Hacking A USB Rechargeable Lighter

I found this USB rechargeable lighter in Walmart and immediately thought about using it as a rechargeable battery for small electronic projects! It’s pretty easy to take apart and remove the heating element, install a switch and you have a neat little 3.7 volt LiPo battery pack for about $6.00!

Keep on hackin…

73 Honda CB750 Custom Build Part 20 – Starter & Alternator

The starter on an engine is a DC motor that rotates the crankshaft of the engine to get it started. Once the engine is started, the starter must have some sort of mechanism that uncouples it from the engine or else it would spin too fast and be destroyed. Automotive starters have a built in mechanism called a bendix drive that engages and disengages the drive gear with the engine’s flywheel. Starters on motorcycles utilize a one way clutch known as a Sprag Clutch. It will allow torque in one direction only and slip in the other direction.

The alternator is a device that produces an AC electrical current when rotated. The center portion known as the rotor is an electromagnet. It rotates within an outer winding of metal and wire called a stator. Each component functions as an electromagnet with multiple north and south poles. When in rotation, these opposite poles pass by each other and produce and electrical current in their windings via magnetic induction. The AC current output then passes through a bridge rectifier which converts it into a DC current that can charge a battery.

In this week’s video I’ll take a look inside both of these components, test them, and then install them in the engine.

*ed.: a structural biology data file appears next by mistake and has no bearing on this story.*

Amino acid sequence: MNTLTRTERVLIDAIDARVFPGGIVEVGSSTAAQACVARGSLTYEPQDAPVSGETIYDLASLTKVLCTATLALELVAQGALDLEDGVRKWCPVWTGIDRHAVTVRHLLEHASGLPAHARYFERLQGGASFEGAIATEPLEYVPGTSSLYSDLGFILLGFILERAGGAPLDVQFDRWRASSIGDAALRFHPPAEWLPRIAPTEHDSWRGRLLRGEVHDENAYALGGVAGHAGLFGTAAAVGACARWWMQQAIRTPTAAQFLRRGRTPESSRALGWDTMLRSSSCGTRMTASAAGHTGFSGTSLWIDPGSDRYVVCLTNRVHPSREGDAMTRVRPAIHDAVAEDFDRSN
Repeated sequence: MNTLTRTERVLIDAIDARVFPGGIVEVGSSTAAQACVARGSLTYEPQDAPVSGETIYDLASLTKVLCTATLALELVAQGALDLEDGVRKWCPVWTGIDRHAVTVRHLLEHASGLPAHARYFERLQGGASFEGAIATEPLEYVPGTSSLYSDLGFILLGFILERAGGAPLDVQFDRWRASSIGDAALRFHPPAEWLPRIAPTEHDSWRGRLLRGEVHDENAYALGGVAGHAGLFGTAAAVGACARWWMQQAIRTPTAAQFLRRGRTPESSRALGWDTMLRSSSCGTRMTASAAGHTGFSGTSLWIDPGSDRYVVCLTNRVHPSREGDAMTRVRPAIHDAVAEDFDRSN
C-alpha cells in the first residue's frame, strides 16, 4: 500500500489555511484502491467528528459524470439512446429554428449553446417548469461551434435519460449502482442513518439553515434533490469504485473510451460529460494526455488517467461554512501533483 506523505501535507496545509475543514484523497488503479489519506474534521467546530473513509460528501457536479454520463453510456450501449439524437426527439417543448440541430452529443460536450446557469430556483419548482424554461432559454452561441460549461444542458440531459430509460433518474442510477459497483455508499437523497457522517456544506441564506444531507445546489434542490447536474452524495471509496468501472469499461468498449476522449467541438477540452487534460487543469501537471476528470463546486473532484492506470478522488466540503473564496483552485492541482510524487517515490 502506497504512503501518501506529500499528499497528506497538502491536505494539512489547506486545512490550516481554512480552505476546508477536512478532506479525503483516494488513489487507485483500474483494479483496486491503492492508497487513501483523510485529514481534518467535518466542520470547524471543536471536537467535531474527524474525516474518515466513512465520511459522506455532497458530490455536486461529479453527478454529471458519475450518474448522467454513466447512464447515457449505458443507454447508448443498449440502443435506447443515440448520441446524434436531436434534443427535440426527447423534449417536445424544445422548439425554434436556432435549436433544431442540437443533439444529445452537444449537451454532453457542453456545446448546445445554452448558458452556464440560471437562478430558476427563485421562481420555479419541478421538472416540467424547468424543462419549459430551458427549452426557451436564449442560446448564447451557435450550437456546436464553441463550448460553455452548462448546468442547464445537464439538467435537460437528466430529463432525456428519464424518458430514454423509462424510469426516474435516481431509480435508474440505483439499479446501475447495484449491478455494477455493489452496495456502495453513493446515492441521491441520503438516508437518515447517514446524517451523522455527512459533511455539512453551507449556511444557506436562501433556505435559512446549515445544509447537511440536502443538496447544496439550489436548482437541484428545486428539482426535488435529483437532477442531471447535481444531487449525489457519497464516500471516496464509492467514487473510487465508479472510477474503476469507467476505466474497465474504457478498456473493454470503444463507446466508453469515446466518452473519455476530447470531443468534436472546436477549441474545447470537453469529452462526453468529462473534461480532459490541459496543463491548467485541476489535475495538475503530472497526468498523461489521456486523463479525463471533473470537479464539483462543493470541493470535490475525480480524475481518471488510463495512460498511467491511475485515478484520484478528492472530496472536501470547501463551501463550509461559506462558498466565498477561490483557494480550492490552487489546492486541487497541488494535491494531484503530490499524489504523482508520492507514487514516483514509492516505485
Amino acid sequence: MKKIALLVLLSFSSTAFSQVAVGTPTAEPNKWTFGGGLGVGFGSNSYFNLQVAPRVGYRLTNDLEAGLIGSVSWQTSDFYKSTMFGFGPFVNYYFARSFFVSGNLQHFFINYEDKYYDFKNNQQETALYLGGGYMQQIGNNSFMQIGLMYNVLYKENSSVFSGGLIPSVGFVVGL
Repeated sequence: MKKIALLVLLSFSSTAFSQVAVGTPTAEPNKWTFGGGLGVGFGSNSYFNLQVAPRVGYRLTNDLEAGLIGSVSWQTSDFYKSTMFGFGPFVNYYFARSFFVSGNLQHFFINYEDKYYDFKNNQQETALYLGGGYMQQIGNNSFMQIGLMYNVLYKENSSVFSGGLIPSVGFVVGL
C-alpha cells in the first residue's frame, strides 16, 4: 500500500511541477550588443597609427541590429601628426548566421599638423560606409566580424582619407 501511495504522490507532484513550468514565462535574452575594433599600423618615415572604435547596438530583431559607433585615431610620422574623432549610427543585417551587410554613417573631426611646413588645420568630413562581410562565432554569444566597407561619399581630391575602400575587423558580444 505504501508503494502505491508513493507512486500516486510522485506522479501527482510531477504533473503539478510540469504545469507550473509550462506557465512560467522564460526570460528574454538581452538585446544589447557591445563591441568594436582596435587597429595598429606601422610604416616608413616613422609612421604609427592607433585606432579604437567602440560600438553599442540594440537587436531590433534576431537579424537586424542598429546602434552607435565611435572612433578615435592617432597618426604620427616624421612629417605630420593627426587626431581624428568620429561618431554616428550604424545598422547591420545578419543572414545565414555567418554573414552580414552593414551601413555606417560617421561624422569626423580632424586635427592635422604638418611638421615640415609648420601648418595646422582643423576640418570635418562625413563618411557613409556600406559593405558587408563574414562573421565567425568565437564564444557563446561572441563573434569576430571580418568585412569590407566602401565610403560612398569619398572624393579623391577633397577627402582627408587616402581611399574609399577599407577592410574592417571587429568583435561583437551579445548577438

Keep on hackin…

How To Build A Horizontal Sundial

I’ve always wanted to build a sundial and so I finally did! I figured it would be the perfect project for HAW and a great educational tool. I started with a few Google searches and before I knew it I was over my head in info on sundials! There are several varieties from very simple to very complex but I chose the horizontal model. I found a few links that were quite a help.

You’ll need to reference these links to help with laying out the dial and the “gnomen” of your sundial.

History Of Sundials
Find your latitude and longitude by location
Horizontal Sundial Calculator
Find your magnetic declination by location

All you really need to build a sundial is some paper, a pencil, ruler, protractor and some glue or a hot glue gun. I mounted my paper printouts on some foam board with spray adhesive, then used hot glue to attach the gnomen.

Follow along on with the video and you’ll see how easy it is to make your very own sundial!

Keep on hackin!